5.2.3 United Kingdom – Highways Maintenance Efficiency Program (HMEP)
This program was established by the UK Department for Transport (DfT) to:
support and embed change across the highways sector …. to deliver 15% savings by 2015 and 30% or more by 2020, transforming delivery so that roads and services are improved. We all want roads that are fit for the future. While better roads remain a key priority for Government, businesses and the whole community, the need to deliver improved roads more efficiently is set against a backdrop of tighter budgets, increased costs and greater demand from customers (Department for Transport 2014).
These drivers are common across the developed world. HMEP connects networks and provides tools and resources to address the challenges across the UK highways sector. The program has three key objectives:
- encourage leadership
- build capacity in terms of people competencies within the sector
- enable and embed change.
A range of resources relating to asset management was produced by HMEP, including:
- Highway infrastructure asset management guidance – advice on the application of asset management principles to highways (Roads Liaison Group 2013)
- Guidance on the management of highways drainage assets (Department for Transport 2012a)
- Life-cycle planning toolkit incorporating default carriageway deterioration models (Department for Transport 2012b)
- Potholes review – prevention and a better cure (Department for Transport 2012c).
More information on HMEP and associated products is available at: http://www.highwaysefficiency.org.uk/.
Examples sourced from the website are presented in Case Study 1.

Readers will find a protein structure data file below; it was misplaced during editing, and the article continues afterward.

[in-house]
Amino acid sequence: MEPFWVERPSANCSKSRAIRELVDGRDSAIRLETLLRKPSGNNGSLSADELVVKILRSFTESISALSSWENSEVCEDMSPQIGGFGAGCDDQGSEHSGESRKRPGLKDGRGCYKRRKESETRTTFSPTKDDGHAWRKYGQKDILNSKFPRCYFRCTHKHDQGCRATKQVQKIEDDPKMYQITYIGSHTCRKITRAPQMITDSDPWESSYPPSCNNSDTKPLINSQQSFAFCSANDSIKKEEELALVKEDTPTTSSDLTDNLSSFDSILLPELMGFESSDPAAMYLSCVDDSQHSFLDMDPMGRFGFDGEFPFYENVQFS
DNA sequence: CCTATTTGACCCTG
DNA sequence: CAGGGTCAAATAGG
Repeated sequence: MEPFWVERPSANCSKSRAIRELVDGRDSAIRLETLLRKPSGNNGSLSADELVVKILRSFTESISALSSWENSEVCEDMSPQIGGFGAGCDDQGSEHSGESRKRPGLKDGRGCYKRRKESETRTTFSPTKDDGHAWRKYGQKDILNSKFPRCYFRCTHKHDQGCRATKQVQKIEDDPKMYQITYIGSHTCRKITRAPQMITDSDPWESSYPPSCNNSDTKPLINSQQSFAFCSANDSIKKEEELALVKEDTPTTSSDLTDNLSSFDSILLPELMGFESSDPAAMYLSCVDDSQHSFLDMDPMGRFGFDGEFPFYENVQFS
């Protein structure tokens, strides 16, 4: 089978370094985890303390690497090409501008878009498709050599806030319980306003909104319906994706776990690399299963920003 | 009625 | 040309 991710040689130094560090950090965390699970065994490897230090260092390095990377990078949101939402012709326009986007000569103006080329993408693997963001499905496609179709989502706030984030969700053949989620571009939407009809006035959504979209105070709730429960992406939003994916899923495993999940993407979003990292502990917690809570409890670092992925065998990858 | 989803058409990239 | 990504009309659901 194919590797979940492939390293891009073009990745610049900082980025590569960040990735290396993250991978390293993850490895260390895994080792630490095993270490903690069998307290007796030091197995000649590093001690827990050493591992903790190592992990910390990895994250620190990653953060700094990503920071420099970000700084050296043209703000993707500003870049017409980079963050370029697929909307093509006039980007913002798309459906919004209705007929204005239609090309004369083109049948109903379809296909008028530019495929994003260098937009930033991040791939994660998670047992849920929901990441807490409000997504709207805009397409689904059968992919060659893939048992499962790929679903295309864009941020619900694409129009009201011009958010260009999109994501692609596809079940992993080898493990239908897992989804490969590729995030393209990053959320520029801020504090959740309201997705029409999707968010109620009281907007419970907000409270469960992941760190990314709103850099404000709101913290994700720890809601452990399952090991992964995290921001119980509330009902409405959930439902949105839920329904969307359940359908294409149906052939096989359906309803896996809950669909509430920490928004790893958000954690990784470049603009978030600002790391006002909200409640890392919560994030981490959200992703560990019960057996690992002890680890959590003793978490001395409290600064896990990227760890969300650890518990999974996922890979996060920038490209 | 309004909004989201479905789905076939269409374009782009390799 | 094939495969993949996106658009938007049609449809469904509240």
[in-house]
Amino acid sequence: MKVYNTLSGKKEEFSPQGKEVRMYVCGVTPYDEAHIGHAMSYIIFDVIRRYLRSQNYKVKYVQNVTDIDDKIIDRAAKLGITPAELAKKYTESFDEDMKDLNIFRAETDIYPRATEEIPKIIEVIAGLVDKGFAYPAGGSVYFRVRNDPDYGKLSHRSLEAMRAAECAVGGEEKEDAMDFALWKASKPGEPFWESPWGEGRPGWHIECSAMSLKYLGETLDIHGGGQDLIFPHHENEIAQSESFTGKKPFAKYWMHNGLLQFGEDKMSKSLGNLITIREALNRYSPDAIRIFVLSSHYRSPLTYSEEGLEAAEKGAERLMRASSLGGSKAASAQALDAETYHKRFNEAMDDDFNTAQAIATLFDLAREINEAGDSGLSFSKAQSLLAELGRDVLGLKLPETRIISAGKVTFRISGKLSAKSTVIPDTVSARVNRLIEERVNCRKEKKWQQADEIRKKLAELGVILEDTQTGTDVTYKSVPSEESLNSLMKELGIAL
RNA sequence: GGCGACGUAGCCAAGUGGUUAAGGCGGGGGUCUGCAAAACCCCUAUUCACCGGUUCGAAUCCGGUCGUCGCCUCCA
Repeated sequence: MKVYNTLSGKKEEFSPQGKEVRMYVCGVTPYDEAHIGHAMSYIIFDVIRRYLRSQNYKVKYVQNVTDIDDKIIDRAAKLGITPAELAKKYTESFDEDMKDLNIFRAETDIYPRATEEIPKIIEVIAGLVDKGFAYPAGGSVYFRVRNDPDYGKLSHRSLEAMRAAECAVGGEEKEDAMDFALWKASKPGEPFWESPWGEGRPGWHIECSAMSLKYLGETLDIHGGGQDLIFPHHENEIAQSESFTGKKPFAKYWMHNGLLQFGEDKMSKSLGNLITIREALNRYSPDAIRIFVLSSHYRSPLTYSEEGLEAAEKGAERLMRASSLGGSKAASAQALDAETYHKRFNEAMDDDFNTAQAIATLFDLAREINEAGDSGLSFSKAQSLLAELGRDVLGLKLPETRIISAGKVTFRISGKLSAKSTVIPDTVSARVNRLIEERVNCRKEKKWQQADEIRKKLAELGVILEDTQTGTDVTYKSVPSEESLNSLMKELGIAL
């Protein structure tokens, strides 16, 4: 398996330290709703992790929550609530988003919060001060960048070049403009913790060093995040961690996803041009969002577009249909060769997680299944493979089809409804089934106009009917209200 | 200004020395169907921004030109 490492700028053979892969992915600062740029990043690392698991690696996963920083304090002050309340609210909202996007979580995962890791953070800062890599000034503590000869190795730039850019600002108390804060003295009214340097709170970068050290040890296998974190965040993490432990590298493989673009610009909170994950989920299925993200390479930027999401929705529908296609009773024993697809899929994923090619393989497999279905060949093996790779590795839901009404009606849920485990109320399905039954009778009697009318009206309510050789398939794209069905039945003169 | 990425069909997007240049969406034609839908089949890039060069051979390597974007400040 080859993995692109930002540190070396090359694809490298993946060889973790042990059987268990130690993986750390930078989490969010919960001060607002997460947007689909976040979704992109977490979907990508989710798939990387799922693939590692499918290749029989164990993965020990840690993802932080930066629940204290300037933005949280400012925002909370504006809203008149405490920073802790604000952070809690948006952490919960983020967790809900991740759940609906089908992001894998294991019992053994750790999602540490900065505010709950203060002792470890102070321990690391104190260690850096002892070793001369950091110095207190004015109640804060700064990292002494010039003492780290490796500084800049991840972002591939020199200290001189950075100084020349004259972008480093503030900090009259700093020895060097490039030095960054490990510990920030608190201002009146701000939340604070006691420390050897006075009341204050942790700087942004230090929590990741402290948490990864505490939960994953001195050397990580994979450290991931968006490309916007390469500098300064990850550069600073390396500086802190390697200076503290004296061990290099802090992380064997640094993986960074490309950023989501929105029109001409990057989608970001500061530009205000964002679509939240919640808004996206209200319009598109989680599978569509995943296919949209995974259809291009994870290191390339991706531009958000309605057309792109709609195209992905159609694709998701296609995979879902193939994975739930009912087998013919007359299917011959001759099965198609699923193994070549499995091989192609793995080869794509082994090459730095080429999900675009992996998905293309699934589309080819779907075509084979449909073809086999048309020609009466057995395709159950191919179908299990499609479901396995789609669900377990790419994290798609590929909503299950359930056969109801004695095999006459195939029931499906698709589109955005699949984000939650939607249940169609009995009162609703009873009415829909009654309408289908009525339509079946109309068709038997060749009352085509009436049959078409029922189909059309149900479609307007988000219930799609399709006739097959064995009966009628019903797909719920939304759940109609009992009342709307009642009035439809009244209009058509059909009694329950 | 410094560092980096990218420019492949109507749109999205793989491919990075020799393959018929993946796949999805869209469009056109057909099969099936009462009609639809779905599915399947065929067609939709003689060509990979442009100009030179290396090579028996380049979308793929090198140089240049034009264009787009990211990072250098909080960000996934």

Blackpool Council – Development and implementation of a collaborative asset management model creating significant savings
Blackpool Council and its providers were working independently of one another with little focus being placed on effective asset management; they were operating substantially on a reactive basis for highway maintenance.
The need for collaboration developed from an appreciation of the value of the asset and a desire to make an up-front investment to arrest its declining state. The application of complementary skills and knowledge allowed the cycle of decline to be interrupted within four years through early targeted investment, at the same time achieving a major reduction in future costs.
An asset management model was successfully developed and prudent borrowing of £30 million was achieved. A program of interventions was developed focusing on ‘doing the right things at the right time’. This resulted in a range of benefits, including a potential saving of £150 million in maintenance costs over a 25-year period.
Gloucestershire County Council – Transport Asset Management Plans
Significant engagement took place with members regarding the link between resources and levels of service provision. It was demonstrated that there were clear linkages between corporate objectives and highways.
This work resulted in the development of a document which could easily be used to engage members about changes to service levels and to facilitate future changes in revenue spending.
Source: Highways Maintenance Efficiency Program (HMEP) in the UK – ‘a journey to transform highway services’ http://www.highwaysefficiency.org.uk